Of the many things that are difficult while living abroad, politics can be the thorniest to negotiate. My convoluted status as a non-resident, non-immigrant alien means that I can’t vote here in the US – no matter how many times Facebook exhorts me to register – and that’s an uncomfortable place to be in an election straight out of the Twilight Zone. There have been important political happenings in my home country and adopted nation too – Brexit and the Irish marriage equality referendum, most notably – which have emphasised my feelings of disconectedness.
Furthermore, when we first moved here, we were advised by our relocation advisor not to get “too political” in our activities. I’m pretty sure she was trying to make sure that we didn’t end up getting arrested and invalidating the terms of our visa – but nevertheless the conversation certainly put me off getting over-involved with anything political while I’ve been here.
But today is the day that abortion rights campaigners in Ireland protest the 8th amendment to the Irish constitution, which protects the “right to life of the unborn” and holds it equal to the life of the mother.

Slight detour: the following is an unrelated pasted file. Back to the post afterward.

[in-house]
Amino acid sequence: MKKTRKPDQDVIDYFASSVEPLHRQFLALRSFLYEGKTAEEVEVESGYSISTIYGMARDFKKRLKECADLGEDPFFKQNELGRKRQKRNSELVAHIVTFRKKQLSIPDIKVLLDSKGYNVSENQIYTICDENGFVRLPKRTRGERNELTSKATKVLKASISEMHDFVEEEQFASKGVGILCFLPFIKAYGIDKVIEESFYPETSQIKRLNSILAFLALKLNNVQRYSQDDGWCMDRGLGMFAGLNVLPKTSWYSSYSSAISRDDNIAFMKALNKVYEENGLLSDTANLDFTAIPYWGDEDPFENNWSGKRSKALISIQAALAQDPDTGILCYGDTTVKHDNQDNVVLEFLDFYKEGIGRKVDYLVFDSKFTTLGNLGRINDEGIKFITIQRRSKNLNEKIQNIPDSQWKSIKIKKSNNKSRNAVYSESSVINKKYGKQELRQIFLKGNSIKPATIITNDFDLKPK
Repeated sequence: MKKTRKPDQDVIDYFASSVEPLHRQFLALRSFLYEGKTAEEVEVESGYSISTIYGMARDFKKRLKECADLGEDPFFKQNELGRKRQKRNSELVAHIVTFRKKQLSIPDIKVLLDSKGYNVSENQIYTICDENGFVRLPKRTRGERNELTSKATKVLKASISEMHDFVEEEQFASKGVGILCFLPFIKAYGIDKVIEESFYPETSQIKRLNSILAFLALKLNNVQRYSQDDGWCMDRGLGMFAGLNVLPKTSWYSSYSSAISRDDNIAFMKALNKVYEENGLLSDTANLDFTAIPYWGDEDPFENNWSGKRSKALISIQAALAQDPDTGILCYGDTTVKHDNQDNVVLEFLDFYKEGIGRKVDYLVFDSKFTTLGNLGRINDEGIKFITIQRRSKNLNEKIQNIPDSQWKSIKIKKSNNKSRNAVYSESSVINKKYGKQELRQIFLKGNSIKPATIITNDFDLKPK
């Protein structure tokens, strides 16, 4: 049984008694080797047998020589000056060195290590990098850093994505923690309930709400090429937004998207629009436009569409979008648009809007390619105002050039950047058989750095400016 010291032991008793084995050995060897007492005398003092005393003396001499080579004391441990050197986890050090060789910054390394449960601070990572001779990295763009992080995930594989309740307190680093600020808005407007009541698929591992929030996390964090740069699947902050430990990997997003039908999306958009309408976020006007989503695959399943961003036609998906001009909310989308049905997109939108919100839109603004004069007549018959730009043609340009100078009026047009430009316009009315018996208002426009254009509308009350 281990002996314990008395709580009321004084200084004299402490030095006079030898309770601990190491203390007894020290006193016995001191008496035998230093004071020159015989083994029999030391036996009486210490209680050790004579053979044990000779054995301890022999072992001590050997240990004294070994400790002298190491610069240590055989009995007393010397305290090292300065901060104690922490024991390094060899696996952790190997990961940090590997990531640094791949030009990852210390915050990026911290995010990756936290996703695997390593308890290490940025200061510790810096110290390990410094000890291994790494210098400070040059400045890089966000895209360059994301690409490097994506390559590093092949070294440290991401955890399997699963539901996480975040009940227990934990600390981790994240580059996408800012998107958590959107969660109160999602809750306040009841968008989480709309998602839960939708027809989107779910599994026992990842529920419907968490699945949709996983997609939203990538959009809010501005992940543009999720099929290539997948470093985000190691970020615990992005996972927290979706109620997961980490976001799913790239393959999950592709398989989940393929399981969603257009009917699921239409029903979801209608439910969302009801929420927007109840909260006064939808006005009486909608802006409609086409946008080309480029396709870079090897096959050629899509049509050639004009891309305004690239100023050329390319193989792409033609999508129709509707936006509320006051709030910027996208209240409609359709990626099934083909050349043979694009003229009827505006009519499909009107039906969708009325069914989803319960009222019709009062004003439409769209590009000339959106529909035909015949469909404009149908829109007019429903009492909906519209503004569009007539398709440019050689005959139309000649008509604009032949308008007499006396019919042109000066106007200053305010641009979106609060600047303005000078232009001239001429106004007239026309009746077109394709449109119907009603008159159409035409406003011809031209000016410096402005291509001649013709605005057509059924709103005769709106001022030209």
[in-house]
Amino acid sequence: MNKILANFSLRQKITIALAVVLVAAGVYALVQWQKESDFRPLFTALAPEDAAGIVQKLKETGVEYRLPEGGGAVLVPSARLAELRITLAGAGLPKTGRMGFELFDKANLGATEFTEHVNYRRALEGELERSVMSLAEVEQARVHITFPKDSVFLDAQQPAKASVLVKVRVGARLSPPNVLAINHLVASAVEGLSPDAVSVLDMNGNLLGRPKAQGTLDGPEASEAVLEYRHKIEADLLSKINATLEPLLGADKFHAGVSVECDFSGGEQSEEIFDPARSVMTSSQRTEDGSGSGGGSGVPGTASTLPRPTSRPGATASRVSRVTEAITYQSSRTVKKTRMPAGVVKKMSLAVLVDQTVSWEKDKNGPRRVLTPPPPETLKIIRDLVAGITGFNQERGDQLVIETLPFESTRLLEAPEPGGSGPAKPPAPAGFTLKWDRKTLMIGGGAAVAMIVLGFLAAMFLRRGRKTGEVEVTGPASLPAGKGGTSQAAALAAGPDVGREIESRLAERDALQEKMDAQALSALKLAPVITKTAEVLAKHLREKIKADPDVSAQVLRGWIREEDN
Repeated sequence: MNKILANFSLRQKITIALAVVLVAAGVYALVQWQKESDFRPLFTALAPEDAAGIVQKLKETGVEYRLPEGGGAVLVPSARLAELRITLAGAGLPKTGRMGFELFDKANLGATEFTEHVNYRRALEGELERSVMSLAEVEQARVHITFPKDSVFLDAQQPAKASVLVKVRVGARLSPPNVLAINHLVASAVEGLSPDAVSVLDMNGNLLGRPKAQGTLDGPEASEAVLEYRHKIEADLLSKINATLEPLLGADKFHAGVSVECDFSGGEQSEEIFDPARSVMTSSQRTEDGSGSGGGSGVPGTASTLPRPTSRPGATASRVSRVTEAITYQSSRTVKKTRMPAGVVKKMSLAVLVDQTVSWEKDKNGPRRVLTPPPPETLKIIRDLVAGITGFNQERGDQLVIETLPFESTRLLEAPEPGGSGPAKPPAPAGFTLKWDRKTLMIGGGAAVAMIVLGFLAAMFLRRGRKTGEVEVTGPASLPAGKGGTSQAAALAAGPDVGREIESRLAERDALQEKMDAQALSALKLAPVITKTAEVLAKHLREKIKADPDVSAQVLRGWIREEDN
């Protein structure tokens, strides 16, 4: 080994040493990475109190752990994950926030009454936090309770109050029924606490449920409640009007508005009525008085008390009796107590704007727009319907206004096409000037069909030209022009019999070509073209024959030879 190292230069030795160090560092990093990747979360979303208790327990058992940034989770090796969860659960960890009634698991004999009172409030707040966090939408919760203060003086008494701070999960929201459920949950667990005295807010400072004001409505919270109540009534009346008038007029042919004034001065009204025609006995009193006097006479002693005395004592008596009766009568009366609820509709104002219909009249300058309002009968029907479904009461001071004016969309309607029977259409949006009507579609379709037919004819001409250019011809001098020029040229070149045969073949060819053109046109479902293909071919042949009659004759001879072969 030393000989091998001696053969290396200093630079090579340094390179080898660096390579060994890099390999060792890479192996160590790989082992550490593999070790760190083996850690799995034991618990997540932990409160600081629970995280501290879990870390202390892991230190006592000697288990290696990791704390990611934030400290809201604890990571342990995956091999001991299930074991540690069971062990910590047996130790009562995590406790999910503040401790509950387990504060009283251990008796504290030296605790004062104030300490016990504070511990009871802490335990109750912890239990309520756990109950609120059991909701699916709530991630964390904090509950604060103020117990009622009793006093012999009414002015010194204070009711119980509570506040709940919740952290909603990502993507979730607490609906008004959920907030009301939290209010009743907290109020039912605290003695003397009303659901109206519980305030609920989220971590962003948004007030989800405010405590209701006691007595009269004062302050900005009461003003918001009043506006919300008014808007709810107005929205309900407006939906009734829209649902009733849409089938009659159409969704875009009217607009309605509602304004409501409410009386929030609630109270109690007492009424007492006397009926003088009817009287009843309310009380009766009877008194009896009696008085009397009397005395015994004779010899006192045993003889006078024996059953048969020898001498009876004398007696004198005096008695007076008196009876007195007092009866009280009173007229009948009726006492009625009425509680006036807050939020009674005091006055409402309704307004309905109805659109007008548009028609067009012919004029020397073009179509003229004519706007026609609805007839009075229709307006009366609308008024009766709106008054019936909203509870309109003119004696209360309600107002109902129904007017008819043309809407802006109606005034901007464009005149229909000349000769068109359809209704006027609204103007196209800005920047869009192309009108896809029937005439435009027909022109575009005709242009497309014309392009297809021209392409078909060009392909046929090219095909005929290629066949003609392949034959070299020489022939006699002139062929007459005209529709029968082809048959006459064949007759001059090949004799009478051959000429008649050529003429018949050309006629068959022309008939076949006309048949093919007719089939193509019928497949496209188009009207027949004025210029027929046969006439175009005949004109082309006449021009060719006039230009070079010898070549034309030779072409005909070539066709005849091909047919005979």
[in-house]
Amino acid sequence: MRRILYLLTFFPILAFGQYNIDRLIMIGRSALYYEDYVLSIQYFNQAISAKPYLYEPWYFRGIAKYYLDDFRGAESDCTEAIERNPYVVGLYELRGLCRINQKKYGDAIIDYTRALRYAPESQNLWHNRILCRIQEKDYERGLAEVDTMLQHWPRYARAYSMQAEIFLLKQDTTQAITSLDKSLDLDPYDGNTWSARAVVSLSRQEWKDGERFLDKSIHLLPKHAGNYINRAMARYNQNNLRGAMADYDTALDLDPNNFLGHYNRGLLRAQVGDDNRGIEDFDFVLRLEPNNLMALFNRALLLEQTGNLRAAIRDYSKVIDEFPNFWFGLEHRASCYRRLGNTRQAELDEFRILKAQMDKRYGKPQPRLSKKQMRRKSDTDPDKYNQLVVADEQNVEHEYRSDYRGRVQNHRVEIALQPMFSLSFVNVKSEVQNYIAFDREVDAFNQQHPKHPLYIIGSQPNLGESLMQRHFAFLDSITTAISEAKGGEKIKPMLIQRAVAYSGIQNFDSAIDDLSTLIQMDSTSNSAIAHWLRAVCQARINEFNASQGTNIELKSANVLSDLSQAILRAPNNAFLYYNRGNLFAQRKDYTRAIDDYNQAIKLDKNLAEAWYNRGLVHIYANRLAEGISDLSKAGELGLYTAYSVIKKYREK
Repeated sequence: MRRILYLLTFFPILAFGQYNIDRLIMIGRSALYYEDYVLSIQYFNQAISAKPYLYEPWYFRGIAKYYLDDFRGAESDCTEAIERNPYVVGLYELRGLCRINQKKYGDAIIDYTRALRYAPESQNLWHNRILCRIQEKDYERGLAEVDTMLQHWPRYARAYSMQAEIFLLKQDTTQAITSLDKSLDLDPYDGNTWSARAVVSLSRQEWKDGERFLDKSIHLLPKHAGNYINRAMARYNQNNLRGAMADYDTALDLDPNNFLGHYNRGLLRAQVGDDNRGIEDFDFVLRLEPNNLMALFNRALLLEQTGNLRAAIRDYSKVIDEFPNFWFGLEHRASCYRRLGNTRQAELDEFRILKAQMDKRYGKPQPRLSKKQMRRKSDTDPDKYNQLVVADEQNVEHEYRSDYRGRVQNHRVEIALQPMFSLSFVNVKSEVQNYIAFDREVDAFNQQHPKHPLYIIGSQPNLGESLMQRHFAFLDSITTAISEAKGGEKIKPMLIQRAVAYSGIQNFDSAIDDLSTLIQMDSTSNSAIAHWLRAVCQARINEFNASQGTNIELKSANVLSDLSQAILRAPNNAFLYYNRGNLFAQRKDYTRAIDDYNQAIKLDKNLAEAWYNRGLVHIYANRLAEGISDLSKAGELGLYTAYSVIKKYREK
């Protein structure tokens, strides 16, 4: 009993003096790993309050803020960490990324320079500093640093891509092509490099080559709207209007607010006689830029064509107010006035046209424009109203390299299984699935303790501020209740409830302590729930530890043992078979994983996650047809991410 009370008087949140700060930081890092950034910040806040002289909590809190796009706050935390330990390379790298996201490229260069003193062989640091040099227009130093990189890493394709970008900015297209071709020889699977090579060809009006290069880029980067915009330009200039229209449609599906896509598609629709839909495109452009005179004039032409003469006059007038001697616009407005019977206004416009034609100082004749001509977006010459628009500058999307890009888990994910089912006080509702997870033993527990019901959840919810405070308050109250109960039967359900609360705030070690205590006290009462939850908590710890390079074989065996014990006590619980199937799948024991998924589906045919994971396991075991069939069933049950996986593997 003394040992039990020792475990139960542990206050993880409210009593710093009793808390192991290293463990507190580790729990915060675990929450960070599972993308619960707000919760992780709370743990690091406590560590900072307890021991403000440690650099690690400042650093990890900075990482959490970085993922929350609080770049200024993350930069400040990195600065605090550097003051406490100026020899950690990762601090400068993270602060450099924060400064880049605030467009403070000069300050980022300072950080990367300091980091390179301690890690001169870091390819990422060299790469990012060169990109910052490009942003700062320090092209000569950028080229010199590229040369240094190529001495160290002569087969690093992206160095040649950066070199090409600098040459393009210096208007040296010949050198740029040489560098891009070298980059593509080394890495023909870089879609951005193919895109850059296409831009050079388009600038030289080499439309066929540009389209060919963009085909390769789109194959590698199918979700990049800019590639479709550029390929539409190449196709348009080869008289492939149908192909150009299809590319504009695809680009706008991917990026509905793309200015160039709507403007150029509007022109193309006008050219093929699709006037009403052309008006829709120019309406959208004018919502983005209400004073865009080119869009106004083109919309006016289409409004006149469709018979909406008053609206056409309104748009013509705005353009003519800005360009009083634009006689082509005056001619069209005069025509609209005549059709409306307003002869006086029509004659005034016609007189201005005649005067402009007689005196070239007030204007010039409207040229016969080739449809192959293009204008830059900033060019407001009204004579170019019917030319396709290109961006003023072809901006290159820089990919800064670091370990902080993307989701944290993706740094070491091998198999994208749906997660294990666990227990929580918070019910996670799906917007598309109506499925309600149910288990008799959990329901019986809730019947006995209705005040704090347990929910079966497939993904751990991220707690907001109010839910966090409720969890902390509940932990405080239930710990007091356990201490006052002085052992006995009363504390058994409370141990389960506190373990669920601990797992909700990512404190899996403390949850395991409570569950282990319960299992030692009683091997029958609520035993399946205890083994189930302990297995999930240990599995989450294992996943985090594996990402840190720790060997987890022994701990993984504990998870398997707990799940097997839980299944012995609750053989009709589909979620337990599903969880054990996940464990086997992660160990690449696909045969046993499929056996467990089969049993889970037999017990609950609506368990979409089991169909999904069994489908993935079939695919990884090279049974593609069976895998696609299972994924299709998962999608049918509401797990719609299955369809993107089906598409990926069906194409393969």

I could write so much about this.
The Eight Amendment is why in 1992, a 14 yr old girl had to go to the Supreme Court to be allowed to travel to abort her rapist’s foetus. It’s why today 12 women a day still travel to the UK for abortion services. It’s why Savita Halappanavar died of septicemia following a miscarriage. It’s why an asylum seeker went on hunger strike while the doctors delayed until her rapist’s foetus was viable and delivered via caesarean. It’s why a grieving family had to petition the High Court in order to turn off life support for a brain dead pregnant woman.
It’s a daily injustice against the bodily autonomy of anyone with a uterus. As with many such injustices, it disproportionately affects those already marginalised in society – those without the money or support or knowledge to procure abortion services outside the State. And as a woman in possession of a uterus and intent to use it, it’s one of the things that terrifies me about a future return to Ireland.
That is something I will have to face and reckon with, in my own way.
But today was not a day of reckoning. Today I was connected to a politically active community and a cause I feel deeply. I stood with the Irish diaspora, looking at the incredible pictures of the March in Dublin, sharing stories and food and letting their familiar cadences wash over me. I stood in solidarity with pro-choice campaigners in Ireland and around the world.
I felt connected. And I am stronger for it.